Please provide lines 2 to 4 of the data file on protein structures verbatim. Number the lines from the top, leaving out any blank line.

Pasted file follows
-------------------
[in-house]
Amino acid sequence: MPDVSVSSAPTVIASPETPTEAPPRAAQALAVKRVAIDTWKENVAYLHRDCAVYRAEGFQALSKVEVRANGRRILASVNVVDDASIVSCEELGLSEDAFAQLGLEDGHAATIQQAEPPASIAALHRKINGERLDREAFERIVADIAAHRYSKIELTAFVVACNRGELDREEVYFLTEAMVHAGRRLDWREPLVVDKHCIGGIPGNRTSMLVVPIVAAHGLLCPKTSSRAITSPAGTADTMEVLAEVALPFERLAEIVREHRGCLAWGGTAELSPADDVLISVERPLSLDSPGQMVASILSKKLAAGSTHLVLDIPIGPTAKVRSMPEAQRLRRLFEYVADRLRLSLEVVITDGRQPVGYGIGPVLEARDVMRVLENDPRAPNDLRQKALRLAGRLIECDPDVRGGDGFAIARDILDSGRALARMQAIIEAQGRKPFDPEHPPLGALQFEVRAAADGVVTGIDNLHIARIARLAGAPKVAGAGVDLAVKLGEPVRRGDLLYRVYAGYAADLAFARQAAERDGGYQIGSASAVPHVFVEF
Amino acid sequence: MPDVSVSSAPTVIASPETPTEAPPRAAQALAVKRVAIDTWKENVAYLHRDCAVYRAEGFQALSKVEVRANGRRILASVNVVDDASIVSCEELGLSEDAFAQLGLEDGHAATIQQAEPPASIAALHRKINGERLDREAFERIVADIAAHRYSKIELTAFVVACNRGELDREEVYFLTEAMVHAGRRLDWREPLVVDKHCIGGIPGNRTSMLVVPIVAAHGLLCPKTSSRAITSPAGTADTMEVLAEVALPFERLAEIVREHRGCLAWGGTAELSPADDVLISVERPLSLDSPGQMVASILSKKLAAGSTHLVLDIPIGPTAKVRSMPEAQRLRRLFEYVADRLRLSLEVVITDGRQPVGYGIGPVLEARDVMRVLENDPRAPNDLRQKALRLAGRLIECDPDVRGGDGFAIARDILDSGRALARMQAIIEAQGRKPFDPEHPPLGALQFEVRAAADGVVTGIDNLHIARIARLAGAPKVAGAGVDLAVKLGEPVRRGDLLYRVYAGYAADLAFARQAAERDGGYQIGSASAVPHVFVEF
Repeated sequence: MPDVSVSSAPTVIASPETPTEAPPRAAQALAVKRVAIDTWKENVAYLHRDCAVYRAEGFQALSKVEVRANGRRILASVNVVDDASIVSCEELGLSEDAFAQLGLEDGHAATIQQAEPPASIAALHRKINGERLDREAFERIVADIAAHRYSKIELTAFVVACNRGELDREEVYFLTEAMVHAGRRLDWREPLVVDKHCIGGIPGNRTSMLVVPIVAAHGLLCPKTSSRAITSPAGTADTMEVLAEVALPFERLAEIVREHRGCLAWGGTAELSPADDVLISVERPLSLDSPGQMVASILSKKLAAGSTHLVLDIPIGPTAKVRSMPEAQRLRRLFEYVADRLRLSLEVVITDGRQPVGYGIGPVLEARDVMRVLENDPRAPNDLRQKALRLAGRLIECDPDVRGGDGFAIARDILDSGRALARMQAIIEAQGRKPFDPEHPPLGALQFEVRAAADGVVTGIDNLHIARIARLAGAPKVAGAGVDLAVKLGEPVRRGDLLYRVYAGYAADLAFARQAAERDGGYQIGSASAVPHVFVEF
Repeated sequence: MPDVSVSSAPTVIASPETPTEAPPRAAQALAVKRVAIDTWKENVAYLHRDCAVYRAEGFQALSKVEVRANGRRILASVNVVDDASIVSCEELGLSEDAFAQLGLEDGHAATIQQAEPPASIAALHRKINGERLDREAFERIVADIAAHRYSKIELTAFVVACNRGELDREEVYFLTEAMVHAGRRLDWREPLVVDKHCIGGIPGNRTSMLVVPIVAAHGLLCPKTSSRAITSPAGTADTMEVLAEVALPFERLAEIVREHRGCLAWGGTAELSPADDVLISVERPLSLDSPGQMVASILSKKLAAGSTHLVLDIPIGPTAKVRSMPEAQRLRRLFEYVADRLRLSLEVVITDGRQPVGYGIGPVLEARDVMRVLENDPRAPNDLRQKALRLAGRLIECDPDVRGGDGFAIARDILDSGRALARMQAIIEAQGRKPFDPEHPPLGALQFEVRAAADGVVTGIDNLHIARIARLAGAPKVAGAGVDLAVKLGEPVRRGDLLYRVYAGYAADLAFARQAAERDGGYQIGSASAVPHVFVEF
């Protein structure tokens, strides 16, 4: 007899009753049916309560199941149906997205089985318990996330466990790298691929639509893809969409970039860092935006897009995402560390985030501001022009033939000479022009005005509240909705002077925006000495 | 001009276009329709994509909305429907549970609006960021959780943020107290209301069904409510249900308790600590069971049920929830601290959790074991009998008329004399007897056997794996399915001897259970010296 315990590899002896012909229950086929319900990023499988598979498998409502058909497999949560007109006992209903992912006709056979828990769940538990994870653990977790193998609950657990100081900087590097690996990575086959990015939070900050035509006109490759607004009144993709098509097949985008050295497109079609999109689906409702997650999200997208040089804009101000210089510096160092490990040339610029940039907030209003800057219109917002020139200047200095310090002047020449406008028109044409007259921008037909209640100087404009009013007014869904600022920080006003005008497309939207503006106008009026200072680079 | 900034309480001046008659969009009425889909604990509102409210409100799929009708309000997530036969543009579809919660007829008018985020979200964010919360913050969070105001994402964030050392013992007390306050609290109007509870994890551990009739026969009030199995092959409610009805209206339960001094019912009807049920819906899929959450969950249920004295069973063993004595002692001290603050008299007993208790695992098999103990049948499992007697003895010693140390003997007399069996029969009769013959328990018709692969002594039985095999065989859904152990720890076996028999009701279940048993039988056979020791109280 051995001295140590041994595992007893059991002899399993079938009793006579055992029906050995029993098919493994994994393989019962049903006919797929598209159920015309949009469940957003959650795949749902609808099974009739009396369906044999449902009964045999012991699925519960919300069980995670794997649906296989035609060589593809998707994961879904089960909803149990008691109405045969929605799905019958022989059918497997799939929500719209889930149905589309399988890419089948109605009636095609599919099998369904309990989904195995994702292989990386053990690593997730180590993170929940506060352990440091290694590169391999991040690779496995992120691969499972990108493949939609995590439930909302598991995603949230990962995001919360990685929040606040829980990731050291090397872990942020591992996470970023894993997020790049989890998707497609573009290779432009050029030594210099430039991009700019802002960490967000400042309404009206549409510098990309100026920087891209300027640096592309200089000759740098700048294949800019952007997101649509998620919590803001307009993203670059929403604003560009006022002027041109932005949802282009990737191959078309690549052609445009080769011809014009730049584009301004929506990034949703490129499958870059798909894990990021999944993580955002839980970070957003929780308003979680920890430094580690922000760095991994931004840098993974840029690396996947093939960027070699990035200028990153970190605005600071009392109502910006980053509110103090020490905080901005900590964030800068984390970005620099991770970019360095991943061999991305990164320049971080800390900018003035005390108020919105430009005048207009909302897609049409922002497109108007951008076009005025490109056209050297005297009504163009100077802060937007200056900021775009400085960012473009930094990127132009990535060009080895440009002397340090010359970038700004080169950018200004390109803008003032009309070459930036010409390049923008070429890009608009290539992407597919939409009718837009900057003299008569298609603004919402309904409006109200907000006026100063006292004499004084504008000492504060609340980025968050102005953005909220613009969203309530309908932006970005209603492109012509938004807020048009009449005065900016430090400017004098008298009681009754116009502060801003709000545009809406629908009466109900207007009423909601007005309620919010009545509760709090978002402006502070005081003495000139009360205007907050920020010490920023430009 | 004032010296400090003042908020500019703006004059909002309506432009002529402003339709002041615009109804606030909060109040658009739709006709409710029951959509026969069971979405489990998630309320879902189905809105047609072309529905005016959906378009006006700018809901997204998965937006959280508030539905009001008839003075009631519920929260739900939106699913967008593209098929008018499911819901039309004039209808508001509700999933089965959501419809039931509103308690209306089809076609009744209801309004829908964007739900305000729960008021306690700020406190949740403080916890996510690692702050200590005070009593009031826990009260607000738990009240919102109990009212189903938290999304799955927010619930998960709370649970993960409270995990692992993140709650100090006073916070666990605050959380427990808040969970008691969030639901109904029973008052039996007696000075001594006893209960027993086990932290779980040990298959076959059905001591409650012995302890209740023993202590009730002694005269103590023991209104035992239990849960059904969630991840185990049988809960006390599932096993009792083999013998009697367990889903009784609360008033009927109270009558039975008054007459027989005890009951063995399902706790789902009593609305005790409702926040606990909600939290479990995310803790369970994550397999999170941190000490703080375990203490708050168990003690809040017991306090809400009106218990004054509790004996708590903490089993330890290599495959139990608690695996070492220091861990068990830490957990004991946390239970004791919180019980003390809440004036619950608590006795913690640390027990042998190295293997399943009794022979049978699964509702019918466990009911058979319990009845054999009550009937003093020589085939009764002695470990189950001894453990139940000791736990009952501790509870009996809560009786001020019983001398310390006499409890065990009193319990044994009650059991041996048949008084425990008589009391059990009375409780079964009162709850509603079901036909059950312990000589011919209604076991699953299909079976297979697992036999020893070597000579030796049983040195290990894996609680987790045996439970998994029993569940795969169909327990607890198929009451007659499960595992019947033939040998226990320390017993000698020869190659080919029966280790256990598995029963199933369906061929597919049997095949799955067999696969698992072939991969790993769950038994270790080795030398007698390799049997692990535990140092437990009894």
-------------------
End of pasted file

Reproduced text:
Amino acid sequence: MPDVSVSSAPTVIASPETPTEAPPRAAQALAVKRVAIDTWKENVAYLHRDCAVYRAEGFQALSKVEVRANGRRILASVNVVDDASIVSCEELGLSEDAFAQLGLEDGHAATIQQAEPPASIAALHRKINGERLDREAFERIVADIAAHRYSKIELTAFVVACNRGELDREEVYFLTEAMVHAGRRLDWREPLVVDKHCIGGIPGNRTSMLVVPIVAAHGLLCPKTSSRAITSPAGTADTMEVLAEVALPFERLAEIVREHRGCLAWGGTAELSPADDVLISVERPLSLDSPGQMVASILSKKLAAGSTHLVLDIPIGPTAKVRSMPEAQRLRRLFEYVADRLRLSLEVVITDGRQPVGYGIGPVLEARDVMRVLENDPRAPNDLRQKALRLAGRLIECDPDVRGGDGFAIARDILDSGRALARMQAIIEAQGRKPFDPEHPPLGALQFEVRAAADGVVTGIDNLHIARIARLAGAPKVAGAGVDLAVKLGEPVRRGDLLYRVYAGYAADLAFARQAAERDGGYQIGSASAVPHVFVEF
Amino acid sequence: MPDVSVSSAPTVIASPETPTEAPPRAAQALAVKRVAIDTWKENVAYLHRDCAVYRAEGFQALSKVEVRANGRRILASVNVVDDASIVSCEELGLSEDAFAQLGLEDGHAATIQQAEPPASIAALHRKINGERLDREAFERIVADIAAHRYSKIELTAFVVACNRGELDREEVYFLTEAMVHAGRRLDWREPLVVDKHCIGGIPGNRTSMLVVPIVAAHGLLCPKTSSRAITSPAGTADTMEVLAEVALPFERLAEIVREHRGCLAWGGTAELSPADDVLISVERPLSLDSPGQMVASILSKKLAAGSTHLVLDIPIGPTAKVRSMPEAQRLRRLFEYVADRLRLSLEVVITDGRQPVGYGIGPVLEARDVMRVLENDPRAPNDLRQKALRLAGRLIECDPDVRGGDGFAIARDILDSGRALARMQAIIEAQGRKPFDPEHPPLGALQFEVRAAADGVVTGIDNLHIARIARLAGAPKVAGAGVDLAVKLGEPVRRGDLLYRVYAGYAADLAFARQAAERDGGYQIGSASAVPHVFVEF
Repeated sequence: MPDVSVSSAPTVIASPETPTEAPPRAAQALAVKRVAIDTWKENVAYLHRDCAVYRAEGFQALSKVEVRANGRRILASVNVVDDASIVSCEELGLSEDAFAQLGLEDGHAATIQQAEPPASIAALHRKINGERLDREAFERIVADIAAHRYSKIELTAFVVACNRGELDREEVYFLTEAMVHAGRRLDWREPLVVDKHCIGGIPGNRTSMLVVPIVAAHGLLCPKTSSRAITSPAGTADTMEVLAEVALPFERLAEIVREHRGCLAWGGTAELSPADDVLISVERPLSLDSPGQMVASILSKKLAAGSTHLVLDIPIGPTAKVRSMPEAQRLRRLFEYVADRLRLSLEVVITDGRQPVGYGIGPVLEARDVMRVLENDPRAPNDLRQKALRLAGRLIECDPDVRGGDGFAIARDILDSGRALARMQAIIEAQGRKPFDPEHPPLGALQFEVRAAADGVVTGIDNLHIARIARLAGAPKVAGAGVDLAVKLGEPVRRGDLLYRVYAGYAADLAFARQAAERDGGYQIGSASAVPHVFVEF